Petsinger tops women’s golf returnees

Brett Angel

When your team finishes in last place at the most important tournament of the season – as Minnesota’s women’s golf team did at the 2002 Big Ten championships – it doesn’t exactly leave players and coaches brimming with confidence.

What a difference one year and two spots can make.

With nowhere to go but up following last season, Minnesota’s ninth-place finish at this year’s Big Ten championships last weekend in Iowa City, Iowa, might not seem like much of an improvement.

But the smiles on the faces of head coach Katie Weiss and sophomore Terra Petsinger send a different message.

“I don’t think our finish placewise tells the true story of what we accomplished,” Weiss said.

Indeed, the Gophers accomplished more than just moving out of the conference basement to within reach of the Big Ten’s top tier – Minnesota finished just four strokes out of the top five and eight strokes out of the top three.

More importantly, Weiss witnessed some breakout performances by younger golfers she hopes will lead Minnesota back to Big Ten prominence. None of which were more impressive than Petsinger’s.

The sophomore from Arvilla,

N.D., tied a Minnesota record for the second-lowest, 72-hole total in school history (six-over-par 298) by carding rounds of 75, 75, 75 and 73. Her fourth-place finish overall was the highest for a Gopher at the Big Tens since Sara Evens did the same in 1993.

“We’d been mentally preparing for it,” Petsinger said. “Practicing in the dome, I would play that course over and over in my head.

“It almost felt like a home course advantage because I knew every hole,” she said.

Minnesota played the same Finkbine Golf Course at the Lady Northern Invitational in September.

Weiss hopes it’s a sign of things to come from Petsinger, who will head into the fall as the team’s No. 1 golfer following the loss of senior co-captains Karyn Stordahl and Kirstin Whalen.

Petsinger led the team in scoring average last fall and was among Minnesota’s top-three golfers all season, but never finished first for Minnesota this spring until the final two tournaments.

“You could see glimpses of her getting better and then all of a sudden she made the jump,” Weiss said. “It’s going to be exciting to see what she’ll do from here on out. She’s made such progress in nine months.”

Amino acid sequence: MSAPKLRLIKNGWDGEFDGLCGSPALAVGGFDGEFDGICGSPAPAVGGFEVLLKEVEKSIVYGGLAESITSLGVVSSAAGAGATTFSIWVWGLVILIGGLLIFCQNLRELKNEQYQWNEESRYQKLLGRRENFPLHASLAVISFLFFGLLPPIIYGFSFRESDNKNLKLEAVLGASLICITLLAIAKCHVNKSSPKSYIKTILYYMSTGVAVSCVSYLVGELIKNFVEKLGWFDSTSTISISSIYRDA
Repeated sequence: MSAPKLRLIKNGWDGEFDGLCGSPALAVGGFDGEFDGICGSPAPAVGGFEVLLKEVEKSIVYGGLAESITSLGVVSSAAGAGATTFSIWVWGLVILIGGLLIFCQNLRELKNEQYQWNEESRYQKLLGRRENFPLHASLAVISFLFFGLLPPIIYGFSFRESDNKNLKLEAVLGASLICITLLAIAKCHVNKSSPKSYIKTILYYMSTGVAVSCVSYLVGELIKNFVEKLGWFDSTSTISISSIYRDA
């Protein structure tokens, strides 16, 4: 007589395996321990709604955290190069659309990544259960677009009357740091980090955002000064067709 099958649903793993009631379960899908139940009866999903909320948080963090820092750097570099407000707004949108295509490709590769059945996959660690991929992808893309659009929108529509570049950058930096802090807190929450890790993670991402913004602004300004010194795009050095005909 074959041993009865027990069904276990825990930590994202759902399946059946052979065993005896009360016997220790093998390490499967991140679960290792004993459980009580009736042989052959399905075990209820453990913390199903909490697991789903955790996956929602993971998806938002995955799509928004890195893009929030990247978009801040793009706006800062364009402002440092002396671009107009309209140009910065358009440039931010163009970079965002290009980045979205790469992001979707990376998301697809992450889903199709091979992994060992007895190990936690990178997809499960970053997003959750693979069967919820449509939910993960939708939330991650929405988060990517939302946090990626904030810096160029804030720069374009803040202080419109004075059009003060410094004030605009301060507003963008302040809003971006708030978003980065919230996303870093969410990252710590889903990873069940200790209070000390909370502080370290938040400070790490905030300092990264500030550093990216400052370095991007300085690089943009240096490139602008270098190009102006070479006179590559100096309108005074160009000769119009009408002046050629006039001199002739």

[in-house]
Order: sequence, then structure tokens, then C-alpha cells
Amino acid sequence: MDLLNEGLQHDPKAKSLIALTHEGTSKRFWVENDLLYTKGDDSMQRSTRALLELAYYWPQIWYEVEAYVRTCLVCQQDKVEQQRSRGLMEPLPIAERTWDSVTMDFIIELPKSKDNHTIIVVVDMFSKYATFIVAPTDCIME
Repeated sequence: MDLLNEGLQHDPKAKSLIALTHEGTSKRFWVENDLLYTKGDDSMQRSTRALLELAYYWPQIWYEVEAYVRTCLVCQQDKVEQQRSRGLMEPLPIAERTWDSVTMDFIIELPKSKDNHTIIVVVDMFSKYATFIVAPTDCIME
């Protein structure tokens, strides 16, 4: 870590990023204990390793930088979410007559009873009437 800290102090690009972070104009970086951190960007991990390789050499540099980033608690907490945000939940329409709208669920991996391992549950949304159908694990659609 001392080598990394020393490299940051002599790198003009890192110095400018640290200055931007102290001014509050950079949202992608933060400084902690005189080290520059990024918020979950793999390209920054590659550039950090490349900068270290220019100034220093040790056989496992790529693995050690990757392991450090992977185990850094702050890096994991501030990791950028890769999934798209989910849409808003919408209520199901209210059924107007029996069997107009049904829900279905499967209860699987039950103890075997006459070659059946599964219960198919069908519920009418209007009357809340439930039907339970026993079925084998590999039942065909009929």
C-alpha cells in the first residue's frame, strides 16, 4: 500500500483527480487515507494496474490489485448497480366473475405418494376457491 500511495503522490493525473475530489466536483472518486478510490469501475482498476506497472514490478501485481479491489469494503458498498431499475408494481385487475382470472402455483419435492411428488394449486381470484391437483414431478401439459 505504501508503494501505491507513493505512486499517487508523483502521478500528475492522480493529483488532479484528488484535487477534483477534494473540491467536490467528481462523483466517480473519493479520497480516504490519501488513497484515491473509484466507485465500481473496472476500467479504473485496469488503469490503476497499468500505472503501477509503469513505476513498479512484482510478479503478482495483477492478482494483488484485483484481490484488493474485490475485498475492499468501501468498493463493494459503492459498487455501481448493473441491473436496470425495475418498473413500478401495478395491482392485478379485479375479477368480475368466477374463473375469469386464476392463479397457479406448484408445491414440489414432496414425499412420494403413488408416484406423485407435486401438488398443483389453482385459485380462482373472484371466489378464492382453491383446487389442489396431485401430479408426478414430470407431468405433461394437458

That progress started last summer, when Petsinger decided to take lessons from Peter Krause, one of Golf Magazine’s top-100 teachers in the nation.

“I worked and worked and worked at everything he taught me,” Petsinger said. “And eventually all that hard work is going to pay off.”

Petsinger also attributes her solid play to better course management and an improved mental game. But she isn’t the only reason Weiss is optimistic heading into next season.

Freshman Sarah Butler fired back-to-back 75s over the weekend and first-year walk-on Jessica Thomas shot a career-best 77 on Sunday in her first Big Ten tournament.

“That’s the time to do it,” Petsinger said. “It just shows how much character this team has.”

The only downside about having such a good showing last weekend is the Gophers must wait until the fall to see if they can realize all the potential their coach sees in them.

“It’s kind of bittersweet,” Weiss said. “We were looking forward to this tournament all year and suddenly it’s over.

“But I feel really good about the whole team. It’s been a great transition.”

Minnesota’s younger players will be forced to step into the leadership positions vacated by their graduated co-captains a little sooner than Weiss might like, but Petsinger is looking forward to the challenge.

“Having a lot of young players just means there will be a lot of competition,” Petsinger said. “I feel like I’m ready to be a leader. There’s still a lot to look forward to.”

Brett Angel covers golf and welcomes comments at [email protected]